Major Powers Fuelling Atrocities: Why the World Needs a Robust Arms Trade Treaty
12 March 2013
Every year, thousands of people are killed, injured, raped and forced to ﬂee from their
homes as a result of abuses and atrocities committed with conventional arms and ammunition. Harrowing testimonies and images from conﬂict zones and human rights crises around the world underline the urgent need to end irresponsible arms transfers and illicit trafﬁcking.
The UN process arising from worldwide civil society and political pressure to negotiate an Arms Trade Treaty (ATT), in order to establish international standards for the control of the global arms trade, was supposed to conclude in July 2012 at the month-long UN Conference on the Arms Trade Treaty. Progress was made but the Conference ended without agreement because of the blocking tactics of a small minority of states. (…)
This briefing illustrates the role of each of the Permanent Five in the global arms markets, and highlights key measures in the Treaty that need to be improved. Amnesty International is calling on political leaders and state officials to use their influence to secure an effective ATT by the end of March 2013.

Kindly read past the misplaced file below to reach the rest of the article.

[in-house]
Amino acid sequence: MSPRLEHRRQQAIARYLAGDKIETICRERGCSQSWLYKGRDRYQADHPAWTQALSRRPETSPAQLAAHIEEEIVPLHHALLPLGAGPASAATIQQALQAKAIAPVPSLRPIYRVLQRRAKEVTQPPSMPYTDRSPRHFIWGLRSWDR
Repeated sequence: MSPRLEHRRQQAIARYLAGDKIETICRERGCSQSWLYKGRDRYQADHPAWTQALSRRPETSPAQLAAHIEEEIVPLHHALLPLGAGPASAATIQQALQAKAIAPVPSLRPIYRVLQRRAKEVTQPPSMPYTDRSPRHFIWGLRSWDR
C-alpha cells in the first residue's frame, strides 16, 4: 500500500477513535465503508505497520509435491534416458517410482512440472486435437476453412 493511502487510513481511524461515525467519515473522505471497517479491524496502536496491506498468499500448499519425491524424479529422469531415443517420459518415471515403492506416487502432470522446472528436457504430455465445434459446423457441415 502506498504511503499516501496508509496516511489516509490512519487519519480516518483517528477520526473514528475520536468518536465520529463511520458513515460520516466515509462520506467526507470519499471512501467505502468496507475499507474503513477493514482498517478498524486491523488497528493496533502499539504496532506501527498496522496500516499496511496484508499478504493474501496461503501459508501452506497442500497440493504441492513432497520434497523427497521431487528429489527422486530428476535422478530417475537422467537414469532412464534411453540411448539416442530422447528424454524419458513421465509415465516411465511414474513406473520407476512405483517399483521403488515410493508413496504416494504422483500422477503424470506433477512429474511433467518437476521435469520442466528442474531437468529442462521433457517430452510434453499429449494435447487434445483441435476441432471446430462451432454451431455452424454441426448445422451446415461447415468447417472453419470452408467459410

These examples of international arms transfers by the Permanent Five states, as well as many more by other arms trading countries show why a strong Arms Trade Treaty is needed. The absence of global standards to control the arms trade between countries needs to be addressed urgently and is costing hundreds of thousands of lives and blighting the livelihoods of millions of people every year.
To be effective the ATT must have a “Golden Rule” to require all States Parties to refuse, suspend or revoke authorization of an international transfer of arms that poses a substantial risk of being used to commit or facilitate serious violations of international human rights law or international humanitarian law. It should also be expressly prohibited under any circumstances for a State Party to aid or assist another state with conventional arms knowing the arms would more likely than not be used by the receiving state to commit war crimes or serious violations of human rights that are crimes under international law, such as extrajudicial killings, enforced disappearances and torture. (…)
Brokering, transport and financial services for international arms transfers must be regulated. Annual reports should cover data on all transfers and activities and be open to public scrutiny. No opt outs should be allowed. These strong rules would help save many lives and protect livelihoods from irresponsible arms transfers.
See the full press release here.